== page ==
Taylor Swift opens her song “Style” wondering how long she’s heard from her lover of the moment. She then blends into a verbal circle about teen angst and relationships with an extremely catchy beat that absolutely became the anthem for a certain demographic longing to be told what to do.
This leads us to the Phoenix Suns. (Hang with me for a minute.) Phoenix went through more head coaches in the last decade than Taylor breezed through boyfriends. A grand total of seven men wore thousand dollar suits to stroll the court at Phoenix Suns Arena. (The arena itself changed building sponsorship during this period.) A perennial finish near the bottom of the division became commonplace for a once proud franchise. Starting with the 2010-11 season, the Suns didn’t make the playoffs the entire decade. Even Steve Nash left.
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A funny thing happened on the way to continued obscurity: the Suns found their mojo in Orlando. Needing to win eight games in almost as many days with help from other teams, it became an improbable achievement for Phoenix to make the postseason in the pandemic. They almost did. Phoenix got to the brink of the playoffs with eight straight wins. The Suns didn’t fluke themselves to these wins. Most were straight up blowouts. It didn’t stop there. Certain executive of the year James Jones traded for what became Phoenix’s vaccine last November: 36-year-old Christopher Emmanuel Paul.
Paul brought his extensive trophy collection to Phoenix looking for that one thing so many superstars yearn for in the winter of their career: a ring. The eleven time NBA All-Star (making the roster the last two seasons) possesses two gold medals with his version of the Dream Team, but hasn’t made it to the Finals in his career which began in 2005.
As quick as Phoenix slid into the postseason, they almost looked like a whale who lost too much money too quickly in Vegas. You’ll never believe this, but Chris Paul suffered an injury. Again. For the millionth time. The only different thing this time? Phoenix could actually win the Western Conference – if Paul remained healthy and as long as they avoided the Lakers. Gulp.
The Suns drew the defending World Champion Lakers (and LeBron James) for the opening round of the playoffs. This story is so good. It can’t end so early in the run. It turns out that the Lakers received a seed well earned at the number seven spot. LeBron James can’t pass it to LeBron James. At least, not legally. Anthony Davis helped even the series, but couldn’t provide any spark in the late games of the series. Speaking of those, Phoenix unleashed some aggression in Games Five and Six. The Suns won Game Five by thirty and held a thirty point lead for the media viewing portion of Game Six. Trust me, no one watched that disaster until the end.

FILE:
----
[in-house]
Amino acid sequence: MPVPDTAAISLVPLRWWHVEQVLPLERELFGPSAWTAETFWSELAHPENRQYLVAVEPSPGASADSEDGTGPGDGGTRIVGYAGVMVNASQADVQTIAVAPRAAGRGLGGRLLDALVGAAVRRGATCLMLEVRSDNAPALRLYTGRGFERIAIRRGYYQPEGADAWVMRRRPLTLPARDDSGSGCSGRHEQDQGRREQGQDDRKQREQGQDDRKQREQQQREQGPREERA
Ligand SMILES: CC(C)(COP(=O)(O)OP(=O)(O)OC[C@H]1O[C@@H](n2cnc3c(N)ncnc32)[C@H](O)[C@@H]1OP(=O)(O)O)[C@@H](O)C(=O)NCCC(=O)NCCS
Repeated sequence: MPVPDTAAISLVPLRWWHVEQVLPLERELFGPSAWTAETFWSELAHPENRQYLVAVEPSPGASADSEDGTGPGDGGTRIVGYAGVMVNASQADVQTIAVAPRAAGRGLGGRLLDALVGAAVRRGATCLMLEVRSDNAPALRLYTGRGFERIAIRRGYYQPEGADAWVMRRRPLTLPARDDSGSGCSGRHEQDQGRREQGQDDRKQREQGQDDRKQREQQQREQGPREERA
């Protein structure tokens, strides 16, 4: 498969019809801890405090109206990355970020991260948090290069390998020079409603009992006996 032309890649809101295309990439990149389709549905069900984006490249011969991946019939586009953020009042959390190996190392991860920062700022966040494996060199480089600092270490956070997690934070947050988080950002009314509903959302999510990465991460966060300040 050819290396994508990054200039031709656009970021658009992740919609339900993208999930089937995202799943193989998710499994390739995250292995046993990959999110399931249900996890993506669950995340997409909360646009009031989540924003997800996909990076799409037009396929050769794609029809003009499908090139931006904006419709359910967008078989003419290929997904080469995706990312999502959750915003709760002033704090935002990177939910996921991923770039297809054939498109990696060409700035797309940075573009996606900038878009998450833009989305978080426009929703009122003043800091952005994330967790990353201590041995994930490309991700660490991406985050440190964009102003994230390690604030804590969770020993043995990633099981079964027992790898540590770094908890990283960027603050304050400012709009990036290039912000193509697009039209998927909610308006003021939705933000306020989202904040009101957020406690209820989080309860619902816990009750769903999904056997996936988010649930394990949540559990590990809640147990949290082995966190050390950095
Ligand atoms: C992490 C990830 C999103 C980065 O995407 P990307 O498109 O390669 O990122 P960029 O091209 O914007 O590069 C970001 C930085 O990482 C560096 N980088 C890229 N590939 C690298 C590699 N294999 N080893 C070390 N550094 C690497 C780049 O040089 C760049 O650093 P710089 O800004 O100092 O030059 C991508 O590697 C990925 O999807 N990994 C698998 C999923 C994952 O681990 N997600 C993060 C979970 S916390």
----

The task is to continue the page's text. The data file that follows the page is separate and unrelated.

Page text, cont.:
That takes us to the West Semifinals where Phoenix faces newly minted Most Valuable Player Nikola Jokic. The Joker will get the ovation from the Denver faithful on Thursday evening, but there’s a long history of MVP’s coming up short of a title run. The Suns win Game One with pure team basketball that provides a thrill with anyone in love with unselfish basketball. All of the Suns starters finished with double digits in points and a plus/minus figure that hovered around +13. All of them. Sprinkle in a few double-doubles and Phoenix no longer looks like the wise guy special at 8-1 that a guy heard about as a tip from a guy he knows.
It’s still a long series and it’s still only one game. Denver will get in it at some point during the series. Just look for the stellar teamwork to lead Phoenix to the next round and beyond. They’ve made the Finals twice as a franchise. They’ve won zero of those.
If you happen to believe in fate, consider this: Paul Westphal made both Finals series (one as a player, one in his first year as the Suns head coach). He’s in the Phoenix ring of honor with his number 44 up in the rafters. He didn’t spend a ton of time as a Sun, but man did he pick the right years. Westphal and Phoenix became synonymous with success. He lived on the All-Star team, landed on the postseason first or second teams and played the best basketball in his life as a member of the Phoenix Suns. As a coach with Phoenix, he took over for the great Cotton Fitzsimmons and made them better. He made the playoffs for three straight seasons and management didn’t believe in him after he tossed in a poor performance in his final year. He’s one three-pointer from John Paxson away from a seventh game in 1993. (That would also save hundreds for my brother and his therapy bills.)
Westphal died on January 2nd this year. In the midst of the pandemic, Westphal dealt with the beast of brain cancer. Not many beat that and Paul passed away at the age of 70. Sports can become so beautiful and poetic at times. This is one of them. Win it for Paul.
A veteran in television production here in Baltimore, Chris Dachille brings his 15 year experience of watching sports for a living to BSL. Dachille voted in the Associated Press Top 25 for six seasons. He enjoys all sports and hopes that pitchers continue to hit in the National League.